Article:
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These concerts and Events to support the survival and flourishing of Afghan musicians and their music and we are proud to host them here!

Not all events listed here are organised by ICFAM or go to support ICFAM's fundraising campaigns.


The Orchestral Music of Afghanistan.jpg

EartH, London

Spitalfields Music Festival

5 July 2022


Tickets £20

Oxford Philharmonic Orchestra

Cayenna Ponchione-Bailey, conductor

w/guest musicians: Saphwat Simab (rumba), Shahbaz Hussain (tabla), Yusuf Mahmoud (harmonium), Mehboob Nadeem (sitar) and William Rees Hoffman (dutar).

Co-curated by Cayenna Ponchione-Bailey and Arson Fahim. Premiering 8 new orchestral works by Afghan composers: Arson Fahim, Mohammad Qambar Nawshad, Meena Karimi, Elaha Soroor, Mohsen Saifi, Zalai Pakta, Ghafar Maliknezhad, Milad Yousufi and Qudrat Wasefi. 


Afghan pianist, composer, and student Arson Fahim partnered with the Longy School of Music to raise awareness for musicians in Afghanistan who are suffering inhumane Taliban persecution and to collect funds for musicians who have taken refuge from the country. Enjoy this video showcasing traditional and contemporary Afghan music performed by over 70 volunteers from the Longy community.  Many thanks to all who made this concert possible.  SEE MORE OF THE STORY HERE


ATribute to the Music of Afghanistan

107 Redfern, Australia

28 May 2022


Tickets $35

Worlds Within Worlds presents a tribute to the music of Afghanistan. Featuring:

Emal Orya & Omid Azzimi

Indranil Choudhury & Murtaza Damoon

Lachlan Dale & Murtaza Damoon

Proceeds to benefit musicians still in Afghanistan.

Click here for tickets and more information.


Feed the Soul Winter Benefit Concertsfor Afghanistan's Musicians
All proceeds went to providing life-saving aid to musicians and their families in Afghanistan


The Scent of Kharabat: A Concert for Afghanistan

Temple Church, London

Tuesday 22 February


Tickets £10 - £30

Join us for an evening with Ustad Ghulam Hussain (rubab), Feraydoon Meyazada (tabla), and Gholam Najrabi (zirbaghali); all born and raised in Kabul, Afghanistan, but eventually forced to leave their country for their own safety. "The Scent of Kharabat" refers to the musicians' quarter in the old city which has produced many generations of Afghan musicians.

Proceeds to benefit musicians still in Afghanistan.

Click here for tickets and more information.

Concert for Musicians at Risk

The Duncairn Centre, Belfast

Saturday 29 January


Livestream £5

Yusuf Mahmoud & Son.JPG

Yusuf Mahmoud and son Ariz Mahmoud  perform live with other guest musicians at Belfast's Dundarin to raise awareness and funds for Afghanistan's musicians.  


YouTube link available

Enjoy this video highlighting Yusuf Mahmoud and son Ariz Mahmoud who performed live with other guest musicians at Belfast's Duncarin to raise awareness and funds for Afghanistan's musicians. 

Special thanks to
Beyond Skin for helping make this event happen.


Feed the Soul Winter Benefit Concert - SAA-uk

Interplay Theatre, Leeds

Saturday 18 December


Join us for an evening of music and life-saving support for the musicians of Afghanistan. Help us raise £16,000 to support 100 musicians and their families this winter through the Give a Little Bit of Life - Save Afghanistan's Musicians campaign. Many thanks to the Daanish Foundation, South Asian Arts - UK, and the Interplay Theater.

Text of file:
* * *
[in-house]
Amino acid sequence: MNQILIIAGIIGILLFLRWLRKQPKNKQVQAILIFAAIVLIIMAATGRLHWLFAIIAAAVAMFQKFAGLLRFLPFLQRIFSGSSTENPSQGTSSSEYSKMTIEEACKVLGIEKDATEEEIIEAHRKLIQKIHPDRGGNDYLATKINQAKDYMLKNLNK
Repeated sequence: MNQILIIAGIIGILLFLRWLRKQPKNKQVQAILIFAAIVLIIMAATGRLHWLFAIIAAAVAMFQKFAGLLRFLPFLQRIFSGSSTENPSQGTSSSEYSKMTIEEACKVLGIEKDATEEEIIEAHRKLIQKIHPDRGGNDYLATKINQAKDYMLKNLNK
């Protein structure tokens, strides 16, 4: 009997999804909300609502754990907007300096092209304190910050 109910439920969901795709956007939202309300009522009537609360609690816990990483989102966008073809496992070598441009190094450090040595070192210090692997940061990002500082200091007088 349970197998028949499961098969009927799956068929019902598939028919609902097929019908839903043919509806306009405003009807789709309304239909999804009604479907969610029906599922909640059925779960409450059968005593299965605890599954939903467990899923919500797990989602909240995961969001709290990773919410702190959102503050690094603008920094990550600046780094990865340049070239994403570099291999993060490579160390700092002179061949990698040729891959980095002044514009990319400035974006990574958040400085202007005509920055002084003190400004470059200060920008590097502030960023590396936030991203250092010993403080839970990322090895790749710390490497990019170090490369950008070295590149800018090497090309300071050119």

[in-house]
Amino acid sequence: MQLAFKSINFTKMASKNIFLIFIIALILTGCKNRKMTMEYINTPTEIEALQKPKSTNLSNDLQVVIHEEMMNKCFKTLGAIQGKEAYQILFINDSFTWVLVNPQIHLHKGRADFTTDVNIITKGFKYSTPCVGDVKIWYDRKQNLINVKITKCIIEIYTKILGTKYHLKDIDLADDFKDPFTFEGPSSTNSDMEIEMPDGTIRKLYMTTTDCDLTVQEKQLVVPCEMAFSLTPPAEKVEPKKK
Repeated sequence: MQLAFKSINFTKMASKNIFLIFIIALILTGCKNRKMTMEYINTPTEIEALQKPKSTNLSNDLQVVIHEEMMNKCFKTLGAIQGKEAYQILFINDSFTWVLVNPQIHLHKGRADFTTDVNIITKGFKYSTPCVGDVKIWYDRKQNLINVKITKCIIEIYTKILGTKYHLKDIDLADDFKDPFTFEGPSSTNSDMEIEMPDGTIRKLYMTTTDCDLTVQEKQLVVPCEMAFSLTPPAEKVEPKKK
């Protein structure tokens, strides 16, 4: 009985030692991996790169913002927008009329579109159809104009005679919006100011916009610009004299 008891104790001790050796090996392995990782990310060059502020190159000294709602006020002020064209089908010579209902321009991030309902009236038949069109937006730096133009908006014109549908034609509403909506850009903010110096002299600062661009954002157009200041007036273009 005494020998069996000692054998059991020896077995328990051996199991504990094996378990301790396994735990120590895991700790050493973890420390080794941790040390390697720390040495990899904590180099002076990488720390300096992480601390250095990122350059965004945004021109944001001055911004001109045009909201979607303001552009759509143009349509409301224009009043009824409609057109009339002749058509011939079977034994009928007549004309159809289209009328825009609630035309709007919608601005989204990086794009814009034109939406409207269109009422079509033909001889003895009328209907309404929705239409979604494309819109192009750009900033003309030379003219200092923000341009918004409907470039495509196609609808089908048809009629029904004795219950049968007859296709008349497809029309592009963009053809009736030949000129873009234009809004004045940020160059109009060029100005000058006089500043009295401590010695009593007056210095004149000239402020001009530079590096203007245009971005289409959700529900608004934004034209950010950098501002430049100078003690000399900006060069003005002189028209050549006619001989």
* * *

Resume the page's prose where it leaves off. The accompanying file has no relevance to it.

Resilience: The Scent of Kharabat

Brunei Gallery, SOAS

Saturday 11 December


Tickets £5 - £25


In this concert, Ustad Asif Mahmud, his son Yusuf Mahmud, and his grandson along with Saphwat Simab bring to us their performance "The Scent of Kharabat" from Kabul to London. 


Located at the Eurasian crossroads, Afghanistan has soaked in Central Asian, Indian, Persian and Turkic cultures with evidence of these influences sensed in the rich musical heritage. Interestingly, the Persian word for music is ‘musiqi’, derived from the Greek “mousike”. The epicentre of musical creativity in Afghanistan has historically been the musicians’ Quarter in Kabul, Kucha-e Kharabat, where hereditary music practitioners have lived for generations. In the 1990s, with the ban on music and public performance by the Taliban, musicians from Kharabat around the country were forced to flee to Iran and Pakistan. Hereditary musicians such as Ustad Asif Mahmoud and his family — who now live in London — moved abroad, as Afghans tried to maintain their musical traditions in exile.

Unfortunately, history has repeated itself, and after 20 years of relative peace for musicians, the Taliban are back in force and pride — claiming the defeat of the West and their values. Once again, musicians are prime victims of the political unease.

Afghanistan's history is filled with excessive conflicts resulting in destruction, loss of life, damage to cultural heritage and, of course, the exodus of many people from their home country. However, as the great mystic poet of Balkh, Rumi, said: “Anyone who is separated from their roots, will pursue the path to be reunited” — these peoples of the arid Hindukush, with a great capacity for resilience, have always kept their heads up — defiant and raised. In Afghanistan we have an expression: “Taa risha dar aab ast, omid-e samar ast” — literally, “Until the roots are in the water, there is hope for fruit!”

Mirwaiss Sidiqi, London 01 December 2021

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